Selah: Let's reflect, give thanks, move forward in Oregon City
Oregon City's North End District has been a region of challenge and opportunity for nearly three decades. This area occupies nearly 500 acres of land and includes Clackamette Park, Clackamette Cove, the End of the Oregon Trail Interpretive Center, a new hotel site and the Northwest's most successful Home Depot. These areas were mostly industrial lands of the past including landfills that brought great concern due to their nature.
A shining light in this district is the Clackamas Water Environmental Services sewage treatment plant. It is one of the most modern in the West. It receives and processes nearly 50 million gallons of sewage per day, delivering that previous sewage, clean and odor-free, to the Willamette River.
Assets such as these, both public and private, are important to the district's future. It's time to take stock of where we are in this area and give thanks to those who made things happen and set the stage for opportunity now.
"Selah," Is a term often used in the Bible, (Book of Psalms), wherein early peoples were asked to "pause, reflect and look around for the blessings and opportunities." Native Americans used this word to convey "peace and favor."
Willamette Falls has taken on great importance at the south end of Oregon City, and yet the most buildable acres for development, while providing for fishing, watersports and outdoor recreation, are those flowing from the OC Shopping Center northward to the Clackamas and Willamette Rivers ... the North End District.
Govs. Tom McCall and John Kitzhaber worked hard to preserve our natural resources including rivers, farm and forest lands, while still providing for careful economic development. Kitzhaber was challenged with trying to clean up Portland's industrial and harbor lands after the death of McCall in 1974. He founded the Lower Harbor Trust Fund wherein historic WWII and more modern industries would participate in restoring damaged lands of those earlier eras.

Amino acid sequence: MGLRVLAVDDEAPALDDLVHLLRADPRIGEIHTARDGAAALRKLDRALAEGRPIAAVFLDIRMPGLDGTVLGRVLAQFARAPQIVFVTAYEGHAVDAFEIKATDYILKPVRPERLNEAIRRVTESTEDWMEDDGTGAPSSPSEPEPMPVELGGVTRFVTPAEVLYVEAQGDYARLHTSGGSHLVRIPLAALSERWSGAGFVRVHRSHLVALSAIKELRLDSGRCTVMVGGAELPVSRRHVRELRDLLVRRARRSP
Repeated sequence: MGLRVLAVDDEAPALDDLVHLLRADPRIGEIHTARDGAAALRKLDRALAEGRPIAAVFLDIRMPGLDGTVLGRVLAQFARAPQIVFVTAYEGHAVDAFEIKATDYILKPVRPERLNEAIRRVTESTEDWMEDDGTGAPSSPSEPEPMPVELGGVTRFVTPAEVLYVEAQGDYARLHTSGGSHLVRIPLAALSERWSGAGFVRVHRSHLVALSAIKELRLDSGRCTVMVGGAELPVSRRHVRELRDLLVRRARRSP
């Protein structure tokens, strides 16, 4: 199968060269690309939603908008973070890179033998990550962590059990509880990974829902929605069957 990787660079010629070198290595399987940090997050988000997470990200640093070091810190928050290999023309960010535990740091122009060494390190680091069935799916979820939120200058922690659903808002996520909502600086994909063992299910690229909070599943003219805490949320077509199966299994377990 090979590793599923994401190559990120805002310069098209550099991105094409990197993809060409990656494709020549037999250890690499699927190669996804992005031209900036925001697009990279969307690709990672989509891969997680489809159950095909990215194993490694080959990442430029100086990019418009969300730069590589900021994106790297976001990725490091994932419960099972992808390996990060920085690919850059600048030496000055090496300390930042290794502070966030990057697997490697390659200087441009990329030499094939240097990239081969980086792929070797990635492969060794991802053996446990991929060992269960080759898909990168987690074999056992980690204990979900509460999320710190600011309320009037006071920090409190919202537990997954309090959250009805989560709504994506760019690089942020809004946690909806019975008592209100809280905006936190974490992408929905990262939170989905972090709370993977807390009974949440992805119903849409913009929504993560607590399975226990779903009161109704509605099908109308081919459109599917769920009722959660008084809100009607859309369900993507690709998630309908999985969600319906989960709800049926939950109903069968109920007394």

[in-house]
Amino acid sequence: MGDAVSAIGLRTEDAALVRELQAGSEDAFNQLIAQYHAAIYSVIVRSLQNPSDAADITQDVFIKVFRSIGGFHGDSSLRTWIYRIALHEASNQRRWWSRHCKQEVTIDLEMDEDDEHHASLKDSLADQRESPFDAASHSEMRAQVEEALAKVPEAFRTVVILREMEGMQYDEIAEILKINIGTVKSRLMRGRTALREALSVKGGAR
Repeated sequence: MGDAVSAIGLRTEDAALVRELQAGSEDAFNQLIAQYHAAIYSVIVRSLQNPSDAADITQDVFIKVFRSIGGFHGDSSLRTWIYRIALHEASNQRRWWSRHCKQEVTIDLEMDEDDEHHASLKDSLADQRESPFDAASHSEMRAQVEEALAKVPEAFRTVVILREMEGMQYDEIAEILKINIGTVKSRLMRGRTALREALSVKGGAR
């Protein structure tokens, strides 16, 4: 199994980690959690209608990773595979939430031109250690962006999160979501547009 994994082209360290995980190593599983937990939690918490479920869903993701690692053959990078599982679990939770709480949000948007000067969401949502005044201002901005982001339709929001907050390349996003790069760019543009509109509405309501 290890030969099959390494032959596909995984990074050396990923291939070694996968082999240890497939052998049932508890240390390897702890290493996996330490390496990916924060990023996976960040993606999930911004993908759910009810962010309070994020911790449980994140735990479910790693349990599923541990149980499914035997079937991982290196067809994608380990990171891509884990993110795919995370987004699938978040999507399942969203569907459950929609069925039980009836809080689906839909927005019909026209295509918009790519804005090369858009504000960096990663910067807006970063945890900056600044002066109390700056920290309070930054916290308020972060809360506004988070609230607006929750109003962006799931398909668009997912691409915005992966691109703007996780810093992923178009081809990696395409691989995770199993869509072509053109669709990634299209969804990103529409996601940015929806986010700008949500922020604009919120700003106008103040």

The lower harbor became a Superfund site in the past decade, and the focus is on those lower 15 miles of the Willamette to the Columbia for restoration of fish, wildlife and economic purposes.
What does this have to do with Oregon City? Through restoration and enhancement funding, "mitigation districts" can be established all the way to Willamette Falls. Communities can participate in funding established through Kitzhaber's efforts to restore, enhance and beautify their land ... as long as fish, wildlife and people will benefit.
Oregon City's Urban Renewal Commission in 1999 "purchased every bit of riverfront property or access for times like this," says former Mayor Dan Fowler. Mayor John Willams in the early 2000s was faced with a collapse of natural dikes protecting Clackamette Cove from winter rages of the Clackamas River. He led the campaign to establish an elaborate and expensive bioengineered protective swale that makes possible today's interest in the cove, outdoor recreation and a carefully integrated development.
Upland areas along Washington Street include city-sponsored wetlands, songbird habitat and opportunities for a new "vista trail" that can link all together with the End of the Oregon Trail, the cove and a new destination hotel. This North End District can serve as an economic hub with the assistance of mitigation strategies that celebrate the area's ecology.
McCall, Kitzhaber and our mayors have set the stage for a new beginning in Oregon City. Gladstone has taken advantage, along with Milwaukie, of upper river mitigation opportunities possible through the Lower Harbor Trust Fund.
As they outlined in this newspaper in June, new Cove residents of Edgewater townhouses Gary and Nancy Spanovich have a dream. Nancy is a descendant of world-famous landscape architect Frederick Law Olmstead and his brothers. They designed New York's Central Park, Chicago's waterfront parks and all of Portland's great Park Blocks as well as the West Hills' many-thousand-acre Forest Park. The Spanoviches also believe that a theme celebrating the Olmsteads can work here, too.
Oregon City has an opportunity to move forward, as the Olmsteads did, with park and greenspaces playing major roles with built environments that celebrate ecology and economy. The mitigation strategies others are using are available to the city and its citizens. It's time to say and act in "Selah" — pause, reflect on where we're at, look around and move forward in opportunity.
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